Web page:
Why Is the Measurement On the Outside Scale of a Clear Measuring Cup More Than If You Look Inside?

The curved surface of a clear measuring cup, either glass or plastic, acts as a simple convex lens, very much like the ones in eyeglasses.

The light rays passing through the cup are bent in such a way as to magnify the image from inside the cup.

The result is that looking down into the cup shows a lower content reading than the one obtained from looking at the level sideways from outside.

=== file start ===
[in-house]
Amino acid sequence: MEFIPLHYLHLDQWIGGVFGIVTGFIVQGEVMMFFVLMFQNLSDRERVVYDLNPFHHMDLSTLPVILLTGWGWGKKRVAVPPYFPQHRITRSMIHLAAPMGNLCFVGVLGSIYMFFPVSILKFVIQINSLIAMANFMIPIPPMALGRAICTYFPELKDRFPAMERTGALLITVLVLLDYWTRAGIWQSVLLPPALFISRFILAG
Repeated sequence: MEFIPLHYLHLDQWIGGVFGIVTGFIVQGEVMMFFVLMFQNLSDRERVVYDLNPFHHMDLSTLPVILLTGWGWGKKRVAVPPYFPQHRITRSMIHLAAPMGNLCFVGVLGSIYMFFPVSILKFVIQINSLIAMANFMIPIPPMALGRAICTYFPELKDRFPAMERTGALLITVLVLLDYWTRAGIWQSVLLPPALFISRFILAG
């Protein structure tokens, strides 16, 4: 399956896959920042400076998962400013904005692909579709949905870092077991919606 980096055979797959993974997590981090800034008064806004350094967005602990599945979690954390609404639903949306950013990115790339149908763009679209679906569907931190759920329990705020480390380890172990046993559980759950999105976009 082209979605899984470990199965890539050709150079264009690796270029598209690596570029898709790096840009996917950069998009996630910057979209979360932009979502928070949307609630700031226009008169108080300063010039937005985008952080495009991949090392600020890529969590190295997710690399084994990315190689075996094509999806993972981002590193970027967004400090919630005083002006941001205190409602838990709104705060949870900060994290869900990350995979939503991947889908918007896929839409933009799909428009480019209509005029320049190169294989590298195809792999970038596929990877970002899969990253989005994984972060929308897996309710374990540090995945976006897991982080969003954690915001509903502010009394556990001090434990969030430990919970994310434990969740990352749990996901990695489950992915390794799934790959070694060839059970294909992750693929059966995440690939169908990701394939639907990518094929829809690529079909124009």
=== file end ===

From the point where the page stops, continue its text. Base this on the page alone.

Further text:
Over the years, most manufacturers have chosen to print clear cups so the accurate reading is readable from outside when the cup is held at eye level.

This may not be the most convenient for the cook, but it is the most consistent.

There is often a significant variation in the contents that will fit into cheap measuring cups and spoons.

A little home experimentation with an expensive set may be in order to make sure of exact measurements.